Contraceptives are in short supply in Venezuela, with most pharmacies sold out, so it’s largely up to black marketeers like Beatriz to supply women with them. And despite their exorbitant price tag — on the street, $1 gets you a month’s birth control, but that represents a week’s salary — the pills remain highly sought after.
Latin America's fight to legalise abortion: the key battlegrounds
After Argentina rejected a bill to allow abortion in the first 14 weeks of pregnancy, hopes of reform now rest elsewhere
Thu 9 Aug 2018
An estimated 6.5 million abortions take place across Latin America each year. Three-quarters of these procedures are unlawful, often performed in unsafe illegal clinics or at home.
Of 33 countries across Latin America and the Caribbean, only Cuba, Uruguay and Guyana permit elective abortions. Women also have the right to choose in Mexico City. Elsewhere, however, the right to an abortion is severely restricted, with terminations often permitted in cases of rape, or if the pregnancy will endanger the life of the mother. Nicaragua, Honduras, El Salvador, the Dominican Republic, Haiti and Suriname all have a complete ban on abortion.
Even sex is in crisis in Venezuela, where contraceptives are growing scarce
By Mariana Zuñiga and Anthony Faiola
November 28, 2017
CARACAS, Venezuela — Yorlenis Gutierrez, a 28-year-old mother, spent months vainly scouring pharmacies for a drug whose scarcity is complicating her sex life and those of countless other Venezuelans. In a country beset by shortages, this is one of the most difficult: the disappearance of contraceptives.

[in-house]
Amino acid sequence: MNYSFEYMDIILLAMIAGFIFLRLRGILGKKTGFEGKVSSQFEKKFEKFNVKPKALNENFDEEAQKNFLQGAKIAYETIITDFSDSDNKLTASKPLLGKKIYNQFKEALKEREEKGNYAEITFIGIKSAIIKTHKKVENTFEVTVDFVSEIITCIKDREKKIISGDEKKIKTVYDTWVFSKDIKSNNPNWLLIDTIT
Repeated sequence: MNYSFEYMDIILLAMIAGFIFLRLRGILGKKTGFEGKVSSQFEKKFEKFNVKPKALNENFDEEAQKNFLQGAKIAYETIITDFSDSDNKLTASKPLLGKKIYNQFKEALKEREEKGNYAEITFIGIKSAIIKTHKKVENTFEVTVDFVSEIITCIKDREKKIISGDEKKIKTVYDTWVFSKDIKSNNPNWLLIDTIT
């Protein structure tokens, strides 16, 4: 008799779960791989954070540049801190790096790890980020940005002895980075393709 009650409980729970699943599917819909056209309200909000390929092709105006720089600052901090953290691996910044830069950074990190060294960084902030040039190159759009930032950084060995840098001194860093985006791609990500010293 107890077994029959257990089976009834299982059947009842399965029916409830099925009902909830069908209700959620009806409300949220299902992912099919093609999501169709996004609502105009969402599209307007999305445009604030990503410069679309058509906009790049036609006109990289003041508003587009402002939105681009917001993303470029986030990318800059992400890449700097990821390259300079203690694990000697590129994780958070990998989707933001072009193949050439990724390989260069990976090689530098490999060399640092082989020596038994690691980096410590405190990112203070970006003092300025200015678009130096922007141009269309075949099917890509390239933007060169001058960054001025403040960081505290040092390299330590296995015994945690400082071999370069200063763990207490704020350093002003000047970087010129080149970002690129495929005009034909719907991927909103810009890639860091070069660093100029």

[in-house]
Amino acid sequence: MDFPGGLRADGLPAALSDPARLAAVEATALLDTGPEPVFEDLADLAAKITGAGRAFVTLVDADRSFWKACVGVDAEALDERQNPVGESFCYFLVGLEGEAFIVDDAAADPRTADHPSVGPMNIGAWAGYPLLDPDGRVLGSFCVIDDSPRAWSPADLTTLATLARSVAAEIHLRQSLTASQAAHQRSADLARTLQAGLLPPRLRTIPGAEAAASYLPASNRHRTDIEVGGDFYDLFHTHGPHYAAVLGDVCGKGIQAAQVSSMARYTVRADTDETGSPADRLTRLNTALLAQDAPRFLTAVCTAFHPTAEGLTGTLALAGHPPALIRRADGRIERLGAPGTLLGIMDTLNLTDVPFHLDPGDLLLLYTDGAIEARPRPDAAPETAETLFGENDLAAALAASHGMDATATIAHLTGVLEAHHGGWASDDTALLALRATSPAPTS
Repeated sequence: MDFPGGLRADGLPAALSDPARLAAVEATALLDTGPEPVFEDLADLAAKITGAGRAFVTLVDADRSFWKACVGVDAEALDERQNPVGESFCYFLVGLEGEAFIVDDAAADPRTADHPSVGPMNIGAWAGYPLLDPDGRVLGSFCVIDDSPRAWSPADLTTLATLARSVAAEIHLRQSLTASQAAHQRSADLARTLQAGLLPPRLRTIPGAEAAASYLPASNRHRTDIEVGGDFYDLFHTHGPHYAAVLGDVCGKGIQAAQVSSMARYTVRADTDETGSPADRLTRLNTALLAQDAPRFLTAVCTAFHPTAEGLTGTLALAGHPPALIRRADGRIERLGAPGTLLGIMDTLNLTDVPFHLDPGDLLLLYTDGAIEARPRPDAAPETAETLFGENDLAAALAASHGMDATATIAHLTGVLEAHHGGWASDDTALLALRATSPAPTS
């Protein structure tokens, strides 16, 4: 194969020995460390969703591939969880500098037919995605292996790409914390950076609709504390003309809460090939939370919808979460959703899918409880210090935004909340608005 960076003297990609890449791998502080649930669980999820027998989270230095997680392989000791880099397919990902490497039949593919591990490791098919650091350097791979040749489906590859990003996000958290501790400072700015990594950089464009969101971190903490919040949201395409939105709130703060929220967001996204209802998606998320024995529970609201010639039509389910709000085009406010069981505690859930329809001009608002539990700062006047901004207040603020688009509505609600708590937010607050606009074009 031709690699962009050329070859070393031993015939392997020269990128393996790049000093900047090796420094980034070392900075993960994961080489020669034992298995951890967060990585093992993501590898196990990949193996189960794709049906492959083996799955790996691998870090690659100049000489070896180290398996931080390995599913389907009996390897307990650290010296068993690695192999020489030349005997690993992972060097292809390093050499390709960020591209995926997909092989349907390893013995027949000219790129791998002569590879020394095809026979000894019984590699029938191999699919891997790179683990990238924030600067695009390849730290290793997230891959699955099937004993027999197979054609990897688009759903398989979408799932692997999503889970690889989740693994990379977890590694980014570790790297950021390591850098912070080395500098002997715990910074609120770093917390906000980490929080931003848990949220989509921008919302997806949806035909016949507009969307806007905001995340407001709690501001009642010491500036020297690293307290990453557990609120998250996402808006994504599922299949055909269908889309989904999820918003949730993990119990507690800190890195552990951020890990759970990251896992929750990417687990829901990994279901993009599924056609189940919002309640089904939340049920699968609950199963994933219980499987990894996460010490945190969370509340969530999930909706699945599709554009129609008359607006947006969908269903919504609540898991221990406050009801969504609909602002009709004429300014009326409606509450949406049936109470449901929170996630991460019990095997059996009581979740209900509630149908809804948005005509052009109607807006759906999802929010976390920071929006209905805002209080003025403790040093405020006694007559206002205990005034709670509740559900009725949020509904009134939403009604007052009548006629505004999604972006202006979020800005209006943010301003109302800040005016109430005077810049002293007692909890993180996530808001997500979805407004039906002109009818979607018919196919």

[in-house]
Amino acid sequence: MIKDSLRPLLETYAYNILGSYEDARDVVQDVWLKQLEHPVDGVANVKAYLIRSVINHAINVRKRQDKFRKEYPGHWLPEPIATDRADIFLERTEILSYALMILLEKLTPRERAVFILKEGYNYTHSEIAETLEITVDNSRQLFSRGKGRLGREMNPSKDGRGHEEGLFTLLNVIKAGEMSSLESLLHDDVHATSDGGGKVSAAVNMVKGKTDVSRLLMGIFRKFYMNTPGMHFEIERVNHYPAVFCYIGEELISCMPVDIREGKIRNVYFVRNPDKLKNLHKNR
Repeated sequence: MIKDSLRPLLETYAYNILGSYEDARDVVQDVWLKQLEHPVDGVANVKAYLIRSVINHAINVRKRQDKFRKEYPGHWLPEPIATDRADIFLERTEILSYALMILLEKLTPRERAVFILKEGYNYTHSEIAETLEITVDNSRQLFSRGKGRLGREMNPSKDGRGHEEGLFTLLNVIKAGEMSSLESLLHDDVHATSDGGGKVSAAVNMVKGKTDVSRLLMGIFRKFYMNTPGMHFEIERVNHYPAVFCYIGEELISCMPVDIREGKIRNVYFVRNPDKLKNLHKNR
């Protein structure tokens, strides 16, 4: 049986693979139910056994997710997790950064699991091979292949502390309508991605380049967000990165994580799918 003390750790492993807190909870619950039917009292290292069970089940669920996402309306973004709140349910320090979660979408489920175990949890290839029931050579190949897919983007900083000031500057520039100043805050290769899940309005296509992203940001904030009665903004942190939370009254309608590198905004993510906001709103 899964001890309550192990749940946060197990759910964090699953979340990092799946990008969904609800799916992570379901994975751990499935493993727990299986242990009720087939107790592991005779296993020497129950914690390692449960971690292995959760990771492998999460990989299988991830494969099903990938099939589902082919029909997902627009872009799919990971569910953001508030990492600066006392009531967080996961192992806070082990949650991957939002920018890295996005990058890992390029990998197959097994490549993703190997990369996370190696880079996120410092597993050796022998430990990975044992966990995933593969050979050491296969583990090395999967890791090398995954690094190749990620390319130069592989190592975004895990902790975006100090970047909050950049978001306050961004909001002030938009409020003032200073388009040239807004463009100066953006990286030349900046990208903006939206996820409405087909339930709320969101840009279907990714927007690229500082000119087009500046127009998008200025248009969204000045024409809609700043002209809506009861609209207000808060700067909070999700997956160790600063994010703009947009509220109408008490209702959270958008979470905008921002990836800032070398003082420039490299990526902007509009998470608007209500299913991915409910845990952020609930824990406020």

When she couldn’t renew her supply of birth-control pills, Gutierrez and her husband made a choice. Long-term abstinence was not an option, they agreed.
Continued at source: https://www.washingtonpost.com/world/the_americas/even-sex-is-in-crisis-in-venezuela-where-contraceptives-are-growing-scarce/2017/11/27/5d970d86-b452-11e7-9b93-b97043e57a22_story.html?undefined=&wpisrc=nl_headlines&wpmm=1
Women the heart of Venezuela’s revolution
Barquisimeto, Thursday, October 19, 2017
[Women's equality activist Elvira] Dorante said: “With respect to the issue of abortion, we address it in all spaces. In Venezuela, abortion is illegal under all circumstances. The current situation where we have no access to contraception, especially since 2015 due to the fraudulent actions of pharmaceutical companies, has made us have to confront this issue even more.
“We have seen abortion occur in places where we’d never imagined they would occur. Given the current blockades on contraception and medicine, abortion is both much more common and more dangerous.
Continued at source: https://www.greenleft.org.au/content/women-heart-venezuela-revolution
Sofia Barbarani, Caracas, Venezuela, The Telegraph
25 October 2016 • 7:00am
Alejandra knew she was committing a crime when she spent $50 to purchase four abortion pills on the black market in Caracas. If caught, she risked six months to two years in a Venezuelan prison.
The opportunity came via a Whatsapp thread, a forum for secretive dealers to sell all kinds of rare products, at inflated prices.
After countless tears and self-doubt the 35-year-old shoved the pills in her mouth and waited for the inevitable to happen. Five hours later, after heavy bleeding and agonising cramps, she miscarried.
[continued at link]
Source: The Telegraph